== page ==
Albert was born in Lewes in the 2nd quarter of 1898, the youngest son of Jabez Frank and Alice Page, nee Taylor. Albert was younger than his brothers by some years. Jabez had been born in Framfield and Alice in Fletching and they were married at St John’s Burgess Hill on 09/11/1878.
At the time of his marriage Jabez was living in South Malling. He signed the register as Jabez Frank but it was registered as John Jabez. Most records have him simply as Jabez but the CWGC and an online Lewes roll of honour list him as Frank, and this has led to some confusion.
Jabez is variously listed as a sawyer, carpenter and railway labourer. In 1901 the family were living at 6 Little East Street, having moved from Mount Cottages. By 1911 they were at 14 Friar’s Walk.
Albert’s obituary in the local paper gives very little information about his life except to say that prior to his war service he had worked for the Southdown and East Grinstead Breweries. His army service papers are no longer available and information on Albert’s war service is scant.
Albert would not have been 18 until early 1916 so it is unlikely he joined the forces prior to mid 1916. The Military Service Act specified that men should be over 18.
From the medal rolls we know that he enlisted in the Royal Sussex Regiment and was numbered G/20119. This number was issued to a man enlisting for war service only.
The Rolls show that he originally enlisted in the 3rd Special Reserve battalion. This battalion was based in Newhaven on garrison duty and remained there throughout the war. They supplied men to other battalions and at some point Albert was transferred first to the 12th Battalion and later the 7th Battalion; however it has been impossible to find dates for these transfers, or to assign a date to his enlistment. Albert would have been transferred as a draft with other men.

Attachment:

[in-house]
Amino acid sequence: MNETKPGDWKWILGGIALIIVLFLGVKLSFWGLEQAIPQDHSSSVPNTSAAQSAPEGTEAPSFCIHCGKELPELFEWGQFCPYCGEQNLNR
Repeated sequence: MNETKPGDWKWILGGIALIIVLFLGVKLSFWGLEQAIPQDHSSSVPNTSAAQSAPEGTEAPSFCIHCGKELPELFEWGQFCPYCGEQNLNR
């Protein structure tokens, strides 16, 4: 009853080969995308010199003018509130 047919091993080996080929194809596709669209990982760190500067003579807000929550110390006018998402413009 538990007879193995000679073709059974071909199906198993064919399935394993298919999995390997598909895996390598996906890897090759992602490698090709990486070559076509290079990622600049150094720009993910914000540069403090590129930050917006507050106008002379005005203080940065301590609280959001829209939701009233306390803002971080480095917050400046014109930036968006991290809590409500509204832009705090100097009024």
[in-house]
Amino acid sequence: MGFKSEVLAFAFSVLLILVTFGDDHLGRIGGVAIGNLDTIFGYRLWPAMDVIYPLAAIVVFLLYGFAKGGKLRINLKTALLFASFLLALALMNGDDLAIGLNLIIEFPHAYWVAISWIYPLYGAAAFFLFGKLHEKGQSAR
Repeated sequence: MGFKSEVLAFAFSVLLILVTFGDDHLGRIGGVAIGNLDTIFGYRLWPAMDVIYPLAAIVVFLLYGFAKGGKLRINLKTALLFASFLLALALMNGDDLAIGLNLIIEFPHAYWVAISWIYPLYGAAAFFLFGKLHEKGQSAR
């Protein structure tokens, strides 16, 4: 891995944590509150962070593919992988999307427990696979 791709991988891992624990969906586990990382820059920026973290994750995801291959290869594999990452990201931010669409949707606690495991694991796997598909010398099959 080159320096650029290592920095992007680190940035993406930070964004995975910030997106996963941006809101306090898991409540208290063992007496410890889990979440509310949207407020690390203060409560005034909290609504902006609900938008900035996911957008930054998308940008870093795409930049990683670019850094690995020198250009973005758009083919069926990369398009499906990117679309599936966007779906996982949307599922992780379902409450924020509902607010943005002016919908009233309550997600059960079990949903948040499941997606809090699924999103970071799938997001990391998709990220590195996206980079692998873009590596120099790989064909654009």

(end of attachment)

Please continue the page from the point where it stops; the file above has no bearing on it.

By 1917 the 7th Battalion RSR had moved towards Arras and were involved in the 1st and 3rd Battles of Scarpe as well as at Arleux. The Battalion diaries are held at the West Sussex Record Office and detail the actions of the Battalion but do not generally name individual men, so we cannot know when Albert arrived.
They had moved to Monchy on 23rd September and had several quiet days before moving to the front trenches on 29th. The entry for 01/10/1917, the date of Albert’s death, reads “Front Trenches 2 – 4 pm we bombarded the enemy trenches on our immediate right. Enemy sent over many large Minnenwarfer from 6.15 – 6.45 pm and again at midnight. Casualties 2 killed 1 wounded.” One of the two killed was Albert.
Albert, still only aged 19, is buried in the Monchy British Cemetery in plot I N 5. He is remembered on the St John sub Castro Memorial as well as the Lewes War Memorial. He was entitled to the War and Victory medals. These would have been sent to his mother as his father had died in 1920.